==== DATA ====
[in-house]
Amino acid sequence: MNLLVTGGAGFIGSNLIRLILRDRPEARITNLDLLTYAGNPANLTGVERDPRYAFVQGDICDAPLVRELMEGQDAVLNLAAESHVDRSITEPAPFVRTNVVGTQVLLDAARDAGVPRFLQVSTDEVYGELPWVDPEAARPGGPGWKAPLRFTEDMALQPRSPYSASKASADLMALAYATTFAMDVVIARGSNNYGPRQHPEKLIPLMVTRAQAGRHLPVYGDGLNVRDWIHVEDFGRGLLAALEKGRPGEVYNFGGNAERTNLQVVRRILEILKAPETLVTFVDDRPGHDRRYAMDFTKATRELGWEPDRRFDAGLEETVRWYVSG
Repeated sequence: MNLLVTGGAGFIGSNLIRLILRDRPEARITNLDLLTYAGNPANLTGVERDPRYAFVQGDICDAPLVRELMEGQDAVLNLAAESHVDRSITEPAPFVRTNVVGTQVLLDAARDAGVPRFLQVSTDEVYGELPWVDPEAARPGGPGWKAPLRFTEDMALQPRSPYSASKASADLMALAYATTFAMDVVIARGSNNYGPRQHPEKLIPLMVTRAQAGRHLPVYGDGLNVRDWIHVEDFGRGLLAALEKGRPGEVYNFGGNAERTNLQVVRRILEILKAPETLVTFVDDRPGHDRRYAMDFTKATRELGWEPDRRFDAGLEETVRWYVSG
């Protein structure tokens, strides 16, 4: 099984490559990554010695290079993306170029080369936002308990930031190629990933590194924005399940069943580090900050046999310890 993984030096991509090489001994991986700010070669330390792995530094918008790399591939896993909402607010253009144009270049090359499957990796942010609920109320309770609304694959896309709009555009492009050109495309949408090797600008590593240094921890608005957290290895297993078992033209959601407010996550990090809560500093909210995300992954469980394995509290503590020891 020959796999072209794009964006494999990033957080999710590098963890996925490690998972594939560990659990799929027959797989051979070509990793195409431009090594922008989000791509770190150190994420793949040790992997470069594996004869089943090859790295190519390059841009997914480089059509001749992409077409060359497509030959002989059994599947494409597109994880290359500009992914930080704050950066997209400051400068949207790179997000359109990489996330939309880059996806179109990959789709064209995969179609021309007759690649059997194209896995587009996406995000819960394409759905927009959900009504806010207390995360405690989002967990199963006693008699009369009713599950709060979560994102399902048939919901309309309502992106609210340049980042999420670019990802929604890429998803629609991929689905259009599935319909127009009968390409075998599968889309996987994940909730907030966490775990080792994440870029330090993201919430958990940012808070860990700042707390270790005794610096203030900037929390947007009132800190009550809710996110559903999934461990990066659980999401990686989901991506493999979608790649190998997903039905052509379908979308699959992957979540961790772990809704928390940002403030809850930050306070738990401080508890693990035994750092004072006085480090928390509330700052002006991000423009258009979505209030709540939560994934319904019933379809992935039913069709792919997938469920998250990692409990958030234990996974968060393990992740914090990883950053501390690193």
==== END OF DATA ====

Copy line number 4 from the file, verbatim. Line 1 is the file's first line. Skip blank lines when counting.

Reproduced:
């Protein structure tokens, strides 16, 4: 099984490559990554010695290079993306170029080369936002308990930031190629990933590194924005399940069943580090900050046999310890 993984030096991509090489001994991986700010070669330390792995530094918008790399591939896993909402607010253009144009270049090359499957990796942010609920109320309770609304694959896309709009555009492009050109495309949408090797600008590593240094921890608005957290290895297993078992033209959601407010996550990090809560500093909210995300992954469980394995509290503590020891 020959796999072209794009964006494999990033957080999710590098963890996925490690998972594939560990659990799929027959797989051979070509990793195409431009090594922008989000791509770190150190994420793949040790992997470069594996004869089943090859790295190519390059841009997914480089059509001749992409077409060359497509030959002989059994599947494409597109994880290359500009992914930080704050950066997209400051400068949207790179997000359109990489996330939309880059996806179109990959789709064209995969179609021309007759690649059997194209896995587009996406995000819960394409759905927009959900009504806010207390995360405690989002967990199963006693008699009369009713599950709060979560994102399902048939919901309309309502992106609210340049980042999420670019990802929604890429998803629609991929689905259009599935319909127009009968390409075998599968889309996987994940909730907030966490775990080792994440870029330090993201919430958990940012808070860990700042707390270790005794610096203030900037929390947007009132800190009550809710996110559903999934461990990066659980999401990686989901991506493999979608790649190998997903039905052509379908979308699959992957979540961790772990809704928390940002403030809850930050306070738990401080508890693990035994750092004072006085480090928390509330700052002006991000423009258009979505209030709540939560994934319904019933379809992935039913069709792919997938469920998250990692409990958030234990996974968060393990992740914090990883950053501390690193």